Output Black sets the channel value at which black source pixels are output. For example, if Output Black is set to 15, all pixels whose values are 0-15 are output to a value of 15. If you are working with broadcast material, you may need to raise the Output Black value in order to avoid NTSC-illegal black levels.
Output White sets the channel value at which white source pixels are output. For example, if Output White is set to 240, all pixels whose values are 240-255 are output to a value of 240. If you are working with broadcast material, you may need to decrease the Output White value to avoid NTSC-illegal white levels.
Mix in Front mixes the Mix Layer in front of the source layer. Increasing this value increases the opacity of the Mix Layer.
|Mix in Front=40||Mix in Front=60|
Mix Behind mixes the chosen Mix Layer behind the source layer. Changes to this setting are only visible if the source layer is partially transparent. Increasing this value increases the opacity of the Mix Layer.
If both Mix Behind and Mix in Front are used, the Mix Layer is ﬁrst composited behind the source. The Apply Mode, Apply Mix and Apply Mix From settings are then used to composite the Mix Layer over the initial composite of the source and the Mix Layer.
The Alpha menu setting determines which information is used to create the output alpha.
- Original uses the source layer’s alpha as the output alpha.
- Composite creates a composite alpha channel in which pixels that are opaque in either the source or the Mix Layer are opaque.
- Mix Layer uses the Mix Layer’s alpha as the output alpha.
The Mix Back parameters allow you to quickly create transitions between the source layer, composite image, and Mix Layer without having to adjust multiple parameters.
When the Enable Mix Back checkbox is selected, the Mix Back and Mix Back From settings are used. When Enable Mix Back is deselected, the Mix Back parameters have no affect.
The Mix Back menu determines which pixels are mixed.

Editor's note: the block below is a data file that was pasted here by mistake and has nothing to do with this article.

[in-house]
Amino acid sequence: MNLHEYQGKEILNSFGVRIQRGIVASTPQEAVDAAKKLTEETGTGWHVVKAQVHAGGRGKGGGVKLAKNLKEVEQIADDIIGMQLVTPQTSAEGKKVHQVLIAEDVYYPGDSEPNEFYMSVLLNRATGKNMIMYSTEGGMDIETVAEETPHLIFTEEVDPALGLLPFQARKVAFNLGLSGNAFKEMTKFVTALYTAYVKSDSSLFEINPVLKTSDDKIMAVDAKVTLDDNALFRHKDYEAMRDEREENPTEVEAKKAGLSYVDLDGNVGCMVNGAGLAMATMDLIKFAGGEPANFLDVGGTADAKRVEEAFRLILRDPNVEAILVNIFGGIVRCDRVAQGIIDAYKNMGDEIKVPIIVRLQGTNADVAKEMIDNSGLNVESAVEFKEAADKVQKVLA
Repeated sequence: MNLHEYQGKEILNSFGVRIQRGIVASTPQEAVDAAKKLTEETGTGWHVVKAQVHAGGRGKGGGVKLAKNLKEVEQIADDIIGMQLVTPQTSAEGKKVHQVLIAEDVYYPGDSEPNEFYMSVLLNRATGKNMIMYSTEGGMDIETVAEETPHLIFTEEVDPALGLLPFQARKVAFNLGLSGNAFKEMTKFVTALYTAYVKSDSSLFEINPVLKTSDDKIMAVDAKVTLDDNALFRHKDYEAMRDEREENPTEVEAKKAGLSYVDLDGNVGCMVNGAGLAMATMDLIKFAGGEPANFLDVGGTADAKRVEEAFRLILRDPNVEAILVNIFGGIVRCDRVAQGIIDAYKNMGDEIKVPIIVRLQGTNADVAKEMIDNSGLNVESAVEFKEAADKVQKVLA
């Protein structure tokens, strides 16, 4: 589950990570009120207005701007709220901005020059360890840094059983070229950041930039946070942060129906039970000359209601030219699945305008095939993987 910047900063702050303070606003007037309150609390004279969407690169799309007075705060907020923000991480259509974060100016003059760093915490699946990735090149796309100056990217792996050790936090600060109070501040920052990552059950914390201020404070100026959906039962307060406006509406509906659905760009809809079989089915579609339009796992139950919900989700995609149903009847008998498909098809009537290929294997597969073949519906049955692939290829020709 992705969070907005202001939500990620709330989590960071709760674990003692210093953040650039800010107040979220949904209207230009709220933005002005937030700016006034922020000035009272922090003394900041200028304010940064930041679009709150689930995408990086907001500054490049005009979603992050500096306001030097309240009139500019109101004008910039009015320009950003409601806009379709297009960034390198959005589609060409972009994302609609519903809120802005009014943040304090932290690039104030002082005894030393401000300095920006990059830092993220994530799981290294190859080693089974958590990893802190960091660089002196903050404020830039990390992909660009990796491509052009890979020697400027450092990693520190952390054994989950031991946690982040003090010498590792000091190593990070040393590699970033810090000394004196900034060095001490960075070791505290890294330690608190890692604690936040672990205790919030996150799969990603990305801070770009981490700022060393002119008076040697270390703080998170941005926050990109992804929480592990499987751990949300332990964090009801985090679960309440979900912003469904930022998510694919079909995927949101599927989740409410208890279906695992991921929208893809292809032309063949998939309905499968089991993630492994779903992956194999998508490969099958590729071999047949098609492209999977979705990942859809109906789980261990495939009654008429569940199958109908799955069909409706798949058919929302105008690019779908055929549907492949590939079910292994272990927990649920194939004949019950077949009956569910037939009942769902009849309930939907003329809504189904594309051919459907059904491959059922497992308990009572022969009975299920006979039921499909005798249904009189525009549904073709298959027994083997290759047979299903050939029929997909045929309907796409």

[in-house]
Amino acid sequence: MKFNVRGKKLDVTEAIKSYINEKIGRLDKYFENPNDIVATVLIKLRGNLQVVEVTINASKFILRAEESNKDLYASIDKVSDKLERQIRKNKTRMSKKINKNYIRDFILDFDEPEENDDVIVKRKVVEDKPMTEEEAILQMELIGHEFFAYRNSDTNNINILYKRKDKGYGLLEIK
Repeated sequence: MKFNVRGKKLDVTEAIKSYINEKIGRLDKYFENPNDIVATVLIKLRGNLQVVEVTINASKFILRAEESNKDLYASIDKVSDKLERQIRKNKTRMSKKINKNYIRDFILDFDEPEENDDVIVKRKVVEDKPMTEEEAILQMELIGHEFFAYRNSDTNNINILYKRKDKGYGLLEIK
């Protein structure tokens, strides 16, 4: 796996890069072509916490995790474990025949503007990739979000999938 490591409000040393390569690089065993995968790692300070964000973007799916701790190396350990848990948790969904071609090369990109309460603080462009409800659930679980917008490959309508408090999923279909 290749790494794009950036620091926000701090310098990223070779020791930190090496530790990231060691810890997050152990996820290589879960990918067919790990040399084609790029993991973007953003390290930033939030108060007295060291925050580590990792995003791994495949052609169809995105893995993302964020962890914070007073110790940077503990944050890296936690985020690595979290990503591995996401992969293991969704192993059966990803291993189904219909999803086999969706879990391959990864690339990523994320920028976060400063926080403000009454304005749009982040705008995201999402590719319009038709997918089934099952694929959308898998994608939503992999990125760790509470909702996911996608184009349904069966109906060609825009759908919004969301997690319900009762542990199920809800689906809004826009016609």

When Slider is selected, all pixels are affected, and Mix Back determines how the pixels in the source and Mix Layers are composited. If Mix Back is –100, the source layer is completely opaque. As Mix Back approaches 0, the composite image becomes increasingly opaque. At 0, the composite image is completely opaque. Increasing Mix Back above 0 makes the Mix Layer increasingly opaque, and at a value of 100, the Mix Layer is completely opaque.
|Mix Back= -100||Mix Back=0||Mix back=100|
When PixelChooser is selected, pixels are mixed according to the selection in the PixelChooser. Pixels that are fully selected in the PixelChooser are mixed according to the Mix Back Max setting. Pixels that are fully unselected in the PixelChooser are mixed according to the Mix Back Min setting. Pixels that are partially selected are mixed to intermediate values between the Mix Back Min and Mix Back Max settings. Mix Back Min and Mix Back Max each work in the same way as the Mix Back parameter used when Mix Back From is set to Slider. If the Mix Back Min and Mix Back Max settings are the same, then the PixelChooser selection has no effect.
In the examples below, the PixelChooser selects pixels inside an oval-shaped region, and Mix Back Min is –100.
|Mix Back Max= -100||Mix Back Max=0||Mix Back Max=100|
- When Original Alpha is selected, the alpha channel in the source layer is used to determine which pixels are selected. When Original Alpha is selected, the source’s alpha channel is not used for compositing–that is, the source behaves like a fully opaque layer. Pixels that are fully opaque in the source alpha are mixed according to the Mix Back Max setting. Pixels that are fully transparent in the source alpha are mixed according the Mix Back Min setting. Pixels that are partially transparent in the source alpha are mixed to an intermediate value. Original Alpha is designed to allow you to create mattes for the Mix Back parameters by altering the source layer’s alpha channel.
|Mix Back Max= -100||Mix Back Max=0||Mix Back Max=100|
The Mix Back, Mix Back Min, and Mix Back Max values are scaled by the Mix in Front value. Therefore, if Mix in Front is at a value less than 100, the Mix Layer never reaches full opacity, even if Mix Back or Mix Back Max is at 100. The range of opacities also varies according to the Apply Mode settings.
The Mix Back parameters provide the Composite ﬁlter with a great deal of creative potential.
- The PixelChooser setting in the Mix Back From menu offers greater control over the appearance of a composite of two opaque layers. You can use the PixelChooser parameters to choose pixels in the source layer to control the mix of pixels.
- Try using transfer modes and brightness and contrast adjustments to further enhance a Composite effect.
- You can animate Mix Back Min and Mix Back Max to create a transition from the source layer, to a composite effect, and then to the Mix Layer.
The BCC PixelChooser provides simple, built-in masking of the effect result. The PixelChooser is generally used to select a portion of the image and restrict an effect to just the selected area while maintaining the original image content in unselected regions. The selection can be based on geometric shapes or on the image’s luma/color properties.
For more information on the PixelChooser, Click Here.